The European Society of Cardiology has issued a consensus statement, which says that catheter-based renal denervation can be considered a therapeutic option in patients with drug-resistant hypertension who cannot get to goal with a combination of lifestyle and pharmacologic therapy.
The statement, published online in the European Heart Journal (25th April 2013, doi: 10.1093/eurheartj/eht154), is written by a committee led by Dr Felix Mahfoud (Saarland University, Saar, Germany). They state that the data support the concept that radiofrequency ablation of the renal nerves reduces blood pressure and improves blood-pressure control in these difficult-to-treat patients, with results now extending to 36 months.
The statement also reviews the appropriate screening measures necessary to select patients eligible for renal denervation. These are:
- office-based blood pressure >160 mmHg (>150 mmHg in patients with type 2 diabetes)
- use of three or more antihypertensive drugs in adequate dosage and combination, including use of a diuretic
- have attempted to modify blood pressure with lifestyle changes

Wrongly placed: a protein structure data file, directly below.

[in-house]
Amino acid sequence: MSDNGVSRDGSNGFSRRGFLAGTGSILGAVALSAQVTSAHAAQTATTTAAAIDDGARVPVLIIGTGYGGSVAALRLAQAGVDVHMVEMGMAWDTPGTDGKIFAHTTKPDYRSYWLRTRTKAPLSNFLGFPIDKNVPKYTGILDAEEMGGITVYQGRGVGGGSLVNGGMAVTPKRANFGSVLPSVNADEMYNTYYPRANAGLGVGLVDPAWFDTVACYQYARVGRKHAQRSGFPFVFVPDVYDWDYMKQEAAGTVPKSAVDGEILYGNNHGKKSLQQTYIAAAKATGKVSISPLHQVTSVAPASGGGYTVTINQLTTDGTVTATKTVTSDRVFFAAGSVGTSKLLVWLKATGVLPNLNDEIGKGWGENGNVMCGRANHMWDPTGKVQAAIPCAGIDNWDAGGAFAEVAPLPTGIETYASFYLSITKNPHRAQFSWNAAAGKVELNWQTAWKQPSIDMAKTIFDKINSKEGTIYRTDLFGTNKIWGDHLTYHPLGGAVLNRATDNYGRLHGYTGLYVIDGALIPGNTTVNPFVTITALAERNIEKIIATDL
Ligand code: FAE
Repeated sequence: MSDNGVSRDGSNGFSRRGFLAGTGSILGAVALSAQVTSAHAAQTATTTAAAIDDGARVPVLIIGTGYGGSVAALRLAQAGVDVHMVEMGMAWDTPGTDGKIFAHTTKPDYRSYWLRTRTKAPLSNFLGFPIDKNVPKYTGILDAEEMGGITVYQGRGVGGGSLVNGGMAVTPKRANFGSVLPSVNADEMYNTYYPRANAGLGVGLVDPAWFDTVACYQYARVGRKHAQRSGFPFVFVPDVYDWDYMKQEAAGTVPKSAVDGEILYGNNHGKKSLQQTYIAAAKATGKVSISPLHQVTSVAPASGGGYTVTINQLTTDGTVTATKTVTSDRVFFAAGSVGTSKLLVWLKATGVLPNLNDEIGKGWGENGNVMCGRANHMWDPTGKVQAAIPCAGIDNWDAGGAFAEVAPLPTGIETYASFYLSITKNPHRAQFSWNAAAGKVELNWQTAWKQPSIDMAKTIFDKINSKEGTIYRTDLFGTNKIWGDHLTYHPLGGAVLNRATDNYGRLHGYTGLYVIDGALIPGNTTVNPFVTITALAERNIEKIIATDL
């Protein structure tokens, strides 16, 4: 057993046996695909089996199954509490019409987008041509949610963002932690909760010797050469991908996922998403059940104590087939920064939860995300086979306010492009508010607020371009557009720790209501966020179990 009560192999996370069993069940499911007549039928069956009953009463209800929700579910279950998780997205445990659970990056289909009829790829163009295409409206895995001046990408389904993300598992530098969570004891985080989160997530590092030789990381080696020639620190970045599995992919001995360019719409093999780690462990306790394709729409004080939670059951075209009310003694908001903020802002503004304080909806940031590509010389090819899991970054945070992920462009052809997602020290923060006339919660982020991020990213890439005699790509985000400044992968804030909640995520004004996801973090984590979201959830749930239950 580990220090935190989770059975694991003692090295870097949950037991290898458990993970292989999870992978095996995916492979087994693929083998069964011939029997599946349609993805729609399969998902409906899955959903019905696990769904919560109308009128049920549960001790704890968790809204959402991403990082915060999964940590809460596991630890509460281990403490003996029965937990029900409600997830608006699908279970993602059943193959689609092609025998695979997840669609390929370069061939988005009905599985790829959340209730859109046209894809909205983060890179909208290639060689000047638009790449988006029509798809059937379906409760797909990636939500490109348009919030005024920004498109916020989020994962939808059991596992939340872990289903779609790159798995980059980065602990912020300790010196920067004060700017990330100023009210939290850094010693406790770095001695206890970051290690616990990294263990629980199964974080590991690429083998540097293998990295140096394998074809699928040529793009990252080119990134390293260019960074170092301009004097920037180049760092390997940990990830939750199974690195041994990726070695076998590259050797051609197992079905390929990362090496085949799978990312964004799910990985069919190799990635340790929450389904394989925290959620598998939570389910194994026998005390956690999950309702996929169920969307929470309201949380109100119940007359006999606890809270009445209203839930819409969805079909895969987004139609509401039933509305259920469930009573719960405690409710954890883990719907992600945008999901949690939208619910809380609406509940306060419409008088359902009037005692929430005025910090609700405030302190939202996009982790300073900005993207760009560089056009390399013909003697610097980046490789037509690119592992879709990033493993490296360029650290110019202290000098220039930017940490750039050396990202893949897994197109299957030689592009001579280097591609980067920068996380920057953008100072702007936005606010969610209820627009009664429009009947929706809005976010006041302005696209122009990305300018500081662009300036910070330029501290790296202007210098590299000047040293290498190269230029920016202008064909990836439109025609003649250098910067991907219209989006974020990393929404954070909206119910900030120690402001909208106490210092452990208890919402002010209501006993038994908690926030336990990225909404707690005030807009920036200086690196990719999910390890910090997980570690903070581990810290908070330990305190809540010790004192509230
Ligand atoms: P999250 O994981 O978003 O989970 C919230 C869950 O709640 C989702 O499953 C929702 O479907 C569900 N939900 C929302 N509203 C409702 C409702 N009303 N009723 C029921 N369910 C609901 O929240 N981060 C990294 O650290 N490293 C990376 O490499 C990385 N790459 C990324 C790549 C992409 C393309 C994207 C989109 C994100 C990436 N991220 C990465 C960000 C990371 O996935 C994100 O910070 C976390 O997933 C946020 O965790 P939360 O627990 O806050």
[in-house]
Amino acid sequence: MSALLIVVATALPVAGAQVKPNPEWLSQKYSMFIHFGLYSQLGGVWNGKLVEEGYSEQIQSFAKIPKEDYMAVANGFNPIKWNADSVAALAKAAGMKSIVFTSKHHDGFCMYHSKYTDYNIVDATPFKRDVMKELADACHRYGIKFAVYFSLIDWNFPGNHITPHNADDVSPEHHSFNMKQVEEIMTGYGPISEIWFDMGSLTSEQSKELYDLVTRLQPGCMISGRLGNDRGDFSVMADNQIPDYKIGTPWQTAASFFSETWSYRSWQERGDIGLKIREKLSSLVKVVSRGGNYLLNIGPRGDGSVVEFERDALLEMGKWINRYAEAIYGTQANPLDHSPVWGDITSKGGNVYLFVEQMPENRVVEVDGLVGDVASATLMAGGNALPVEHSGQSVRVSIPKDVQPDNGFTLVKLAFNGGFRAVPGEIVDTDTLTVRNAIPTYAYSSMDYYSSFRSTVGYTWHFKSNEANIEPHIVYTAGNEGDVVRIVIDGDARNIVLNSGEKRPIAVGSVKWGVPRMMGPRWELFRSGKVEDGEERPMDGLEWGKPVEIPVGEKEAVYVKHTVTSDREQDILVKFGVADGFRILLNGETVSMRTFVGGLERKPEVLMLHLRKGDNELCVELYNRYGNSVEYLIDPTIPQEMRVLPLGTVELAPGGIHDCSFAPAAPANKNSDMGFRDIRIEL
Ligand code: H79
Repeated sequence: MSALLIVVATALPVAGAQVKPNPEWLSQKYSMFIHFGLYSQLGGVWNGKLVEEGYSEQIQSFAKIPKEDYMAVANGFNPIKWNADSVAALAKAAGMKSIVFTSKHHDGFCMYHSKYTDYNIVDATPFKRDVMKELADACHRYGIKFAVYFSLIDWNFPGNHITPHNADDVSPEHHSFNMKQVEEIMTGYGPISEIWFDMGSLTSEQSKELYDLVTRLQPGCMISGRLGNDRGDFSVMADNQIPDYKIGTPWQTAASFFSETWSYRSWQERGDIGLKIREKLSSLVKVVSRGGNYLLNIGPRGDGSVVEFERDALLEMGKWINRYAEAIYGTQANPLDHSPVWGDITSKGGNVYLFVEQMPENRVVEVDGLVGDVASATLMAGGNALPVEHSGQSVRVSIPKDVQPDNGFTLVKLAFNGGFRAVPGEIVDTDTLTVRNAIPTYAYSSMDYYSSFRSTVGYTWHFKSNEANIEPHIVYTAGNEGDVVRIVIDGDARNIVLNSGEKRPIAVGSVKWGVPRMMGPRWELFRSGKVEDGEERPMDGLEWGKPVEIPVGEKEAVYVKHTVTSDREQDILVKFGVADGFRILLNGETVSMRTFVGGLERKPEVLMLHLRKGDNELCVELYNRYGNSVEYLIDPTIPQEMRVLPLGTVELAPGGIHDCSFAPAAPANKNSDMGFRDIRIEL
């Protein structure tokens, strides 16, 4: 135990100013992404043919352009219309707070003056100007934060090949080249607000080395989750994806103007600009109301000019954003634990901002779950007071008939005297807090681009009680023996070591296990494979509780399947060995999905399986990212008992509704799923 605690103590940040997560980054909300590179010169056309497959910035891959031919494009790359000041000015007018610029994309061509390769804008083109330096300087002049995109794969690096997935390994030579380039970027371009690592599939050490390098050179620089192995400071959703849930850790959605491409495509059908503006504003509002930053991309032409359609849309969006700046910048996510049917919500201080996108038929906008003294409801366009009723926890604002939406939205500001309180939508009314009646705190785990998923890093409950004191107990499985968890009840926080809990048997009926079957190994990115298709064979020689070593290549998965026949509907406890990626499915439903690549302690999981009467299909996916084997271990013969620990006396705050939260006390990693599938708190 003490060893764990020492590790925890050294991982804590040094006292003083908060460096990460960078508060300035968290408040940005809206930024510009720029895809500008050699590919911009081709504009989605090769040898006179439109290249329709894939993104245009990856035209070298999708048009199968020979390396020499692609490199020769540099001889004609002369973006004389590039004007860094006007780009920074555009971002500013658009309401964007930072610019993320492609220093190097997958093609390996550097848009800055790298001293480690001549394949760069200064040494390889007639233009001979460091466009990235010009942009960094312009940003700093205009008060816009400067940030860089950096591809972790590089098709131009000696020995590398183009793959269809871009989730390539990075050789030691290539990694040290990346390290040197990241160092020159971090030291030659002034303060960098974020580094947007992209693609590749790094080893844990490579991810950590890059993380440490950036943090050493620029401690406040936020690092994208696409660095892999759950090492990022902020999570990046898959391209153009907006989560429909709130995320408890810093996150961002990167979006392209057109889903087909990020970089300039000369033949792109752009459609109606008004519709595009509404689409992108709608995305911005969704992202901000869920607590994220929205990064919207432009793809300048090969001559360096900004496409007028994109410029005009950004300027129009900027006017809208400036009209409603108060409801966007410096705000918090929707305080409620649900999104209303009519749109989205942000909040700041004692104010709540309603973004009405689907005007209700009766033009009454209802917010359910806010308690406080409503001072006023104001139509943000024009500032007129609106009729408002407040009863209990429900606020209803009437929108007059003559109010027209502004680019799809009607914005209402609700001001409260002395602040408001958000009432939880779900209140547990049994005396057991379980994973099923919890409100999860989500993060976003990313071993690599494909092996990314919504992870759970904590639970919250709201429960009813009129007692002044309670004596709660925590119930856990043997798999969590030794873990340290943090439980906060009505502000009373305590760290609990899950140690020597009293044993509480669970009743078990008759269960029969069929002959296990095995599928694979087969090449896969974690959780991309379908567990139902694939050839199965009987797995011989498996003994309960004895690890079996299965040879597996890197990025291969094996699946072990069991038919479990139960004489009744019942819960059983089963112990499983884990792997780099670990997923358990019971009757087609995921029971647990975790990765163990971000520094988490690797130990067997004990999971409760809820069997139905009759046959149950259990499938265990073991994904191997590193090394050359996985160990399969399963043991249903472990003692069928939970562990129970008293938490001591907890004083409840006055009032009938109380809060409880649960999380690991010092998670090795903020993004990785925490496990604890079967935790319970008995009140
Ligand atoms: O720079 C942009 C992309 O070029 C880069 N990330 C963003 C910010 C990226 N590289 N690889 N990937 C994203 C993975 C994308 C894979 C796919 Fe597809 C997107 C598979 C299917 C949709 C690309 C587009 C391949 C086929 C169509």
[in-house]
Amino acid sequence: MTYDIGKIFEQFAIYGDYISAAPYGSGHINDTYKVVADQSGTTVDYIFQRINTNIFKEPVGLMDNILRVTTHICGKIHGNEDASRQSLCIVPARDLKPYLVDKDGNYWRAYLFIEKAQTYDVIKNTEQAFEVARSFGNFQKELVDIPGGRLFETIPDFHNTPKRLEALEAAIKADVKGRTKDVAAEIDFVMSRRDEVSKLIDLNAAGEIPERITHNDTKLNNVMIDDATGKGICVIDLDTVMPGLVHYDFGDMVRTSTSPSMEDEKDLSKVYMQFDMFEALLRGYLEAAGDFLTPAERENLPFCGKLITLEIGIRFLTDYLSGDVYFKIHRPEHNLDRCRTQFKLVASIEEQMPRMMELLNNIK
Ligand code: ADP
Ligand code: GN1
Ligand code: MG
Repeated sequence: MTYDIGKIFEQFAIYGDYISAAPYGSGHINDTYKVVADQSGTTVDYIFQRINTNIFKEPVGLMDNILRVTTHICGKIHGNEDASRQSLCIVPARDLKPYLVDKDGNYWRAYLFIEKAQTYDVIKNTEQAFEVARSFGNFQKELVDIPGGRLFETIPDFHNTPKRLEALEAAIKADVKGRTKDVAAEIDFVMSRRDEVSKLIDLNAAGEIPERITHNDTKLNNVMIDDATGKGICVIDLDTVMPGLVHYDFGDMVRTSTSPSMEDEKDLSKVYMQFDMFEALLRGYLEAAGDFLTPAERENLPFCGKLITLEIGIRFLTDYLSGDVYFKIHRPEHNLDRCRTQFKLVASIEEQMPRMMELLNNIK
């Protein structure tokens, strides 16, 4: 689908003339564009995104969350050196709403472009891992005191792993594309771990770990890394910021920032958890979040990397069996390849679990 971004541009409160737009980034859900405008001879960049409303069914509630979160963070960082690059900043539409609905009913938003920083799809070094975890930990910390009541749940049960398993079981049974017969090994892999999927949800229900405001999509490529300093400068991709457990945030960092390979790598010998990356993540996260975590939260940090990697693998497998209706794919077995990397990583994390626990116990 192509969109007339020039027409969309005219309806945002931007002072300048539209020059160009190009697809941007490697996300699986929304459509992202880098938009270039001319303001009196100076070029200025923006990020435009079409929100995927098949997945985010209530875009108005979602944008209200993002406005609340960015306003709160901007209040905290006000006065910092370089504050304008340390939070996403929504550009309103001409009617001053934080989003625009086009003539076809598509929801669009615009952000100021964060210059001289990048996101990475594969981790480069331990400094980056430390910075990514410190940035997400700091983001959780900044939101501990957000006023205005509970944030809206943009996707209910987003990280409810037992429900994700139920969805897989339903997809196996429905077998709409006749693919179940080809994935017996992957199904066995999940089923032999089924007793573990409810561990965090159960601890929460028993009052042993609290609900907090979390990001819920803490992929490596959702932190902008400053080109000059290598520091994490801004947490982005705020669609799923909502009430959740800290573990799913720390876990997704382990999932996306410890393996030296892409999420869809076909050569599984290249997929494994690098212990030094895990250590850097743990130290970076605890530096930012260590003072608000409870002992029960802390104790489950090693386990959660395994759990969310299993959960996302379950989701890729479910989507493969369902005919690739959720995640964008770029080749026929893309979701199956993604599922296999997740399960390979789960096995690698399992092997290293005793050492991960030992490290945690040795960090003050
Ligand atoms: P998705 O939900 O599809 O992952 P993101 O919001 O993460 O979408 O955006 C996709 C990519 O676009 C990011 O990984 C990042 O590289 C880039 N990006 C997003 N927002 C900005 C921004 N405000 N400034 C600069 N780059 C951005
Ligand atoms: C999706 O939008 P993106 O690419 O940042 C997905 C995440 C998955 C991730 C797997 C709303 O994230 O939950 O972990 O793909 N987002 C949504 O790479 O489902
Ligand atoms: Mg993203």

- secondary hypertension has been excluded
- pseudoresistance has been excluded with the use of ambulatory blood-pressure monitoring
- patients have preserved renal function (glomerular filtration rate >45 ml/min/1.732)
- absence of polar or accessory arteries, no renal artery stenosis, and no prior renal revascularisation.
The statement acknowledges that it is not yet clear how renal denervation works, but the mechanism is likely the result of a reduction in peripheral resistance, reduced renin release, and favourable changes in water and salt handling. “The fact that renal denervation also reduces whole-body sympathetic-nerve activity suggests that this therapy may also be beneficial in other clinical states characterised by sympathetic nervous system activation – this may ultimately lead to new indications,” it says.